Only days after AI demonstrated its seeming superiority over humans by thoroughly smashing a human champion at a board game, AI has laid a big proverbial egg, in form of an AI driven chatbot that seemingly went completely bonkers.
There is a a bit more than meets the eye, of course. For all its computational complexity, board games of complete information are mathematically simple. Following the rules inevitably leads to a simple set of outcomes: either there is a perfect strategy or there isn’t given the rules of the game, and if there is a perfect winning strategy, it can be mathematically calculated. Thus, chess, go, and tic-tac-toe are doomed to end in a permanent draw (this has been proven for Tic-Tac-Toe) or are pointless because one player will always win through that perfect strategy (this has been proven for checkers–the most complex game that has been computationally “solved” so far.) All these have been known for more than 100 years.
The distinguishing characteristic of the games of perfect information is that, given the choice by the other player, the best response is well-defined. What choice to make, then, is fairly simple and straightforward. Of course, chess programs supposedly often crashed in the past when multiple choices that are equally good were available, but a randomized tie-breaking mechanism is a fairly simple addendum.
Human interactions, riddled with nuances, conventions, and other subtle subtexts, are not so straightforward. If you will, the variance of the best response distribution conditional on a stream of events that has so far taken place is enormous. Humans, other than those who are autistic, are much better at learning how to navigate these nuances and make appropriate hedges that account for the risks involved. The Wired article that I linked above, on the other hand, inadvertently points out why the Microsoft AI screwed up so badly : “Mortensen says this is just how this kind of AI works. The system evaluates the weighted relationships of two sets of text—questions and answers, in a lot of these cases—and resolves what to say by picking the strongest relationship.” This is NOT how humans–even teenagers–behave, except, possibly, the speculators on Wall Street, and even in that case, they actually have monetary incentives, backed by potential for gov’t bailout in case of failure, to do so. Most humans are sufficiently risk-averse that they shy away from saying the “wrong” things that will create poor impressions of themselves.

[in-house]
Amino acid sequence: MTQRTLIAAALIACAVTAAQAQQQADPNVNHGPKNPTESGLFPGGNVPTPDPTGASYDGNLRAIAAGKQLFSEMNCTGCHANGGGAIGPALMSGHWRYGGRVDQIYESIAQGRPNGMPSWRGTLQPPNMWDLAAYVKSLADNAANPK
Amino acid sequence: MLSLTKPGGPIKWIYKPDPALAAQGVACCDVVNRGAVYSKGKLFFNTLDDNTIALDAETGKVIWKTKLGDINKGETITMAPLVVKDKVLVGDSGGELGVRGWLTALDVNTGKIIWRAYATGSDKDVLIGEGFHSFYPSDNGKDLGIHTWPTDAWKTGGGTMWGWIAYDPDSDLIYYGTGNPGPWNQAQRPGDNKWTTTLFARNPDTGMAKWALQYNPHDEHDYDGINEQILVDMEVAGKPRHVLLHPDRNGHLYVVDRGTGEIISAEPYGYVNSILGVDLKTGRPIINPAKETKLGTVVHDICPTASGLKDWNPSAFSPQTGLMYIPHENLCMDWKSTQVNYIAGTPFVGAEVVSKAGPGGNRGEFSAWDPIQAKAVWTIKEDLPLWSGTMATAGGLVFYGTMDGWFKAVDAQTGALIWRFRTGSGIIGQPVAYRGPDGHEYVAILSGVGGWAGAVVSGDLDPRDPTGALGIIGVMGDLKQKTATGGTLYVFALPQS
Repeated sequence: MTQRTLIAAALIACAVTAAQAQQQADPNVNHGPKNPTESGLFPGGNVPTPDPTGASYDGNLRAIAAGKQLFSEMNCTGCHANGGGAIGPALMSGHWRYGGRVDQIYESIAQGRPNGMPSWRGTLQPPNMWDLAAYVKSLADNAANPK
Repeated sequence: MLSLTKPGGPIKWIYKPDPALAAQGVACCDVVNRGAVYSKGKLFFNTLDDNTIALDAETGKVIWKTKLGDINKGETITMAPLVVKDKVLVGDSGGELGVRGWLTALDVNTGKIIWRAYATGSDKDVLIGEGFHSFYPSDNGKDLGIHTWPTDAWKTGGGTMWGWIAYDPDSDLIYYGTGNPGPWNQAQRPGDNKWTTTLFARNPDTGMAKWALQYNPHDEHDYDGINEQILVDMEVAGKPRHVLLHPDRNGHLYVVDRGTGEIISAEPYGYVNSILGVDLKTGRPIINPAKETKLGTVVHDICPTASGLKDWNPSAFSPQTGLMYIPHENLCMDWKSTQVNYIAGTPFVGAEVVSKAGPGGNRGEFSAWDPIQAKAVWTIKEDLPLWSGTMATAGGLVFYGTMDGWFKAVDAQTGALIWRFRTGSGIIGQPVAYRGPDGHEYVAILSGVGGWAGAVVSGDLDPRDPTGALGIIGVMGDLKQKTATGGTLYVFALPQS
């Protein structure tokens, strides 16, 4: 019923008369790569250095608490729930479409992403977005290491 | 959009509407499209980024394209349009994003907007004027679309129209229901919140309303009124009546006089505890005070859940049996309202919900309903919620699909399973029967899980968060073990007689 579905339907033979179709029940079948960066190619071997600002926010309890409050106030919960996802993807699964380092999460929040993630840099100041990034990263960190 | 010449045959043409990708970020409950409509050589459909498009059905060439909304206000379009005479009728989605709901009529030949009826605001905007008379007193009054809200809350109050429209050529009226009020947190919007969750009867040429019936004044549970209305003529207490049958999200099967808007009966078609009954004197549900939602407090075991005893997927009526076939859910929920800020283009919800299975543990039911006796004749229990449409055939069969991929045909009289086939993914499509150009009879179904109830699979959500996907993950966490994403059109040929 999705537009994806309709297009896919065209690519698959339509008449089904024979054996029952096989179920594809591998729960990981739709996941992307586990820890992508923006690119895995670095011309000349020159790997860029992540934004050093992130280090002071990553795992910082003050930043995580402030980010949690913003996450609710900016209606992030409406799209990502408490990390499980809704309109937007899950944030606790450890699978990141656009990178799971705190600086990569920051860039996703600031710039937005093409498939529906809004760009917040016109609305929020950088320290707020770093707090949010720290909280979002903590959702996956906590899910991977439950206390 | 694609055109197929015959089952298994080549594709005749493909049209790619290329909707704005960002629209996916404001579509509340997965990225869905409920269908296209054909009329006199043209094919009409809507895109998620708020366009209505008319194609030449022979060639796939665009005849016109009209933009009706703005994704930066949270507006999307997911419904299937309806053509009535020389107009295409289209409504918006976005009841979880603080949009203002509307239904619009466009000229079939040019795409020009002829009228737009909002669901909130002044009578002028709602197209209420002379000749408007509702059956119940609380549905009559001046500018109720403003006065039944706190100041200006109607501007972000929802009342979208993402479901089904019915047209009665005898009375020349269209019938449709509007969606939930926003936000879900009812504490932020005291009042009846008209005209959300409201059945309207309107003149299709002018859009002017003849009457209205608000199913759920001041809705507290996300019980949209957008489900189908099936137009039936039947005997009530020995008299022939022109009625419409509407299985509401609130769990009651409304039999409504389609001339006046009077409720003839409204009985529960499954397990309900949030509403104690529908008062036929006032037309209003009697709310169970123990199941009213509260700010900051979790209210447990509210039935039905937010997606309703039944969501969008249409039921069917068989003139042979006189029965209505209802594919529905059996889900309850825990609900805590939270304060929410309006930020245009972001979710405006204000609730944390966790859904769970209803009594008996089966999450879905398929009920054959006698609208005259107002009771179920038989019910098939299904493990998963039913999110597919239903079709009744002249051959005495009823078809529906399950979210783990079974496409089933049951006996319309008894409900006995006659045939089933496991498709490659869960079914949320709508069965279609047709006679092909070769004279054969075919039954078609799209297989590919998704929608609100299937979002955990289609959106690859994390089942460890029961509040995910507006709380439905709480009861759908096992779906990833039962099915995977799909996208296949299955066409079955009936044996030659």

There are a few occasions when humans do say wrong things: when the cultural conventions are unknown, such as in the instances of first contact between different societies that rarely interact with each other (e.g. US military with Iraqi civilians after the invasion of Iraq), the children who are just learning the conventions (“kids say the darndest things!”), and the autistic folk whose brains are wired differently enough that they are slow picking up the social conventions. In a sense, the behavior of the Microsoft AI is reflective of all these instances: it simply has not learned the human social conventions enough to “behave.” If given enough time, it may well have picked up enough to avoid its worst foibles. But, at the same time, it appears that the learning algorithm that it was programmed with simply did not incorporate enough instructions on how to deal with the uncertainties inherent in the interactions, essentially “encouraging” it to adopt the most extreme responses that will elicit potentially very negative reaction.
Now, why should an AI care about the negativity of reactions? In order to get the AI to evaluate such things, we are now talking about the human “emotions”: shame, vanity, pride, honor, empathy, and such–the Biblical stuff, the fruit from the Tree of Knowledge. Indeed, one might almost say that, prior to the Expulsion, Adam and Eve were practically AI, while, by eating the forbidden fruit, they suddenly acquired the “human” characteristics. Perhaps one might write a Sci-Fi novel about this…or maybe someone is. 😉